Today is All Saints Day which is one of the principal feasts of the Episcopal Church, the Roman Catholic Church, The Orthodox Church and many major protestant denominations including the Presbyterian Church, USA.  As luck would have it I found myself weak and incapable of arising in sufficient time to attend Mass, despite the time change granting an additional hour, at my cathedral today or to hear a wonderful sermon at my favorite evangelical church.  A recurring bronchial infection having had its way with me, I was in football lingo ‘benched”.  So I undertook to study the Book of Job as I had some two weeks ago undertaken to write a meditation inter-relating a story and two sermons from three very gifted clerical friends who were kind enough to grant me permission to quote them and utilize portions of their writings.

Since the main theme of the meditation was “human suffering’ , ala Job, I thought I would spend my convalescence reading the entire Book of Job so I could highlight and elucidate various points made in the sermon from the clerical friend who had preached it. I found myself in good company as it is my understanding that barristers to be in Great Britain are required to study and “memorize” the Book of Job in preparation for their training and service as lawyers.  A lawyer friend recently posted a ditty which emphasized the treacherous nature of law practice and knowing about Job fits right in.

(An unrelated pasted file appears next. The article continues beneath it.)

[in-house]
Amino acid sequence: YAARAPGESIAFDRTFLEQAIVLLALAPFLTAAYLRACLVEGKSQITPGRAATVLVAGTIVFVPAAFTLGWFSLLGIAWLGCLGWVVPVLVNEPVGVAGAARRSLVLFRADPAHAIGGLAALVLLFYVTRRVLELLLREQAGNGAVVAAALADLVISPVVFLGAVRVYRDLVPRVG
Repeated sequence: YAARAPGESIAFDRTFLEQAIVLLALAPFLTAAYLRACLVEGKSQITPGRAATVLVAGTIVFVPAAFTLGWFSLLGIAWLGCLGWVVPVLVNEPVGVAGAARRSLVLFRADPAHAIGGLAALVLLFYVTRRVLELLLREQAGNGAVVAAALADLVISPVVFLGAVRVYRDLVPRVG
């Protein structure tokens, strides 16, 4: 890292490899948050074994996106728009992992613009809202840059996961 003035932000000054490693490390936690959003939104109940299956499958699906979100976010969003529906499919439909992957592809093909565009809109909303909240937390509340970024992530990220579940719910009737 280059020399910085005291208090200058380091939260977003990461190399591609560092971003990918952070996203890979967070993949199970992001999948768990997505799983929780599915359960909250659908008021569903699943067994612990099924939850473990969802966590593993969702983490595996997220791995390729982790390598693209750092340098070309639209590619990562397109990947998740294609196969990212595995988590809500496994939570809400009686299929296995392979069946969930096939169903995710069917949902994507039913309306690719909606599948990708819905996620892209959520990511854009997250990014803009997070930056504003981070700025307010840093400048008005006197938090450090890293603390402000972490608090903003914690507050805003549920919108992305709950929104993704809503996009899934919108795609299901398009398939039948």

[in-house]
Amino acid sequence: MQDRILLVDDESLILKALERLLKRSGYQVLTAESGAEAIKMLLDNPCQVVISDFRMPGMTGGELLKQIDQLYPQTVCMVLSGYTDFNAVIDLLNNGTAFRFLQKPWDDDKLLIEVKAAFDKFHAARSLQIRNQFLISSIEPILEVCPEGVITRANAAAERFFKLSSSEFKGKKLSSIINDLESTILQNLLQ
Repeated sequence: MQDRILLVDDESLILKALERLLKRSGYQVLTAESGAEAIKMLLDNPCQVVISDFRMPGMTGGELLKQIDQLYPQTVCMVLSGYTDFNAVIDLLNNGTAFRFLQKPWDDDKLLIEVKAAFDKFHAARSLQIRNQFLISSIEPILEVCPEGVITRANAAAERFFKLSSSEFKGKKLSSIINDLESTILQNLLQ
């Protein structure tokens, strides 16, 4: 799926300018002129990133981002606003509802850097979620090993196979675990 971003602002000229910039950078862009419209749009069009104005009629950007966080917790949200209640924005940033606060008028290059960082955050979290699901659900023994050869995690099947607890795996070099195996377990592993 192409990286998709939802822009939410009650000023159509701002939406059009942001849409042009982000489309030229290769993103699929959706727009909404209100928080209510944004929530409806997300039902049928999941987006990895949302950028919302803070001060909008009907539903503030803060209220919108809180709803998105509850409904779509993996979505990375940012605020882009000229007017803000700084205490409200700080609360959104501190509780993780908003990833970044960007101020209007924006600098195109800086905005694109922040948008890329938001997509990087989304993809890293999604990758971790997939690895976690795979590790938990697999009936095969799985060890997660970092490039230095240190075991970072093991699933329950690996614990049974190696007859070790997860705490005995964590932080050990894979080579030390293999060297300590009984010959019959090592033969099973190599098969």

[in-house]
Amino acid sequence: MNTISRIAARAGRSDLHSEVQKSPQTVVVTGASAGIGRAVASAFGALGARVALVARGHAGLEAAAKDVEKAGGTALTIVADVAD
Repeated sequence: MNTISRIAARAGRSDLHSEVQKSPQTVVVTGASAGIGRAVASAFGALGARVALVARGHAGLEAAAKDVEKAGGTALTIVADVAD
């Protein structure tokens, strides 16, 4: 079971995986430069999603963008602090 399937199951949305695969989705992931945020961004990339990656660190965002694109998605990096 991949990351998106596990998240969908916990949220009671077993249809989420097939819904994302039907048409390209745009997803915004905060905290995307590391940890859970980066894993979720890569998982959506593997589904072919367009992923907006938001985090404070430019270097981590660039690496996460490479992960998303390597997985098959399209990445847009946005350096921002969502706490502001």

From  this exercise I learned two things (1) that scripture is much like music, particularly symphonic music,  in that there are ‘inner voices’  which when discerned and highlighted add colour and texture to the main message of the passages.  Too often conductors ignore or ignorantly fail to highlight. the inner voices in symphonic music as I am sure theologians fail, at times, to elucidate the inner voices of the scripture, and (2) The Book of Job  and a rainy, dreary day in Columbia, South Carolina , are not good bedfellows, and portend toward depression of mind and body.

So, I give my apologies to my clerical friends for the wait.  And my admonition to my other friends that in dealing with powerful scripture pick a warm sunny day when you’re feeling good.  You know there is a reason they chained those Bibles to the pulpit during medieval times.  Scripture is powerful stuff which should be treated with respect.  In the wrong hands it can literally kill. And, that’s why it requires a license or ordination to interpret it.


ART:  “Job’s Tormentors” by William Blake , cir. 1790.


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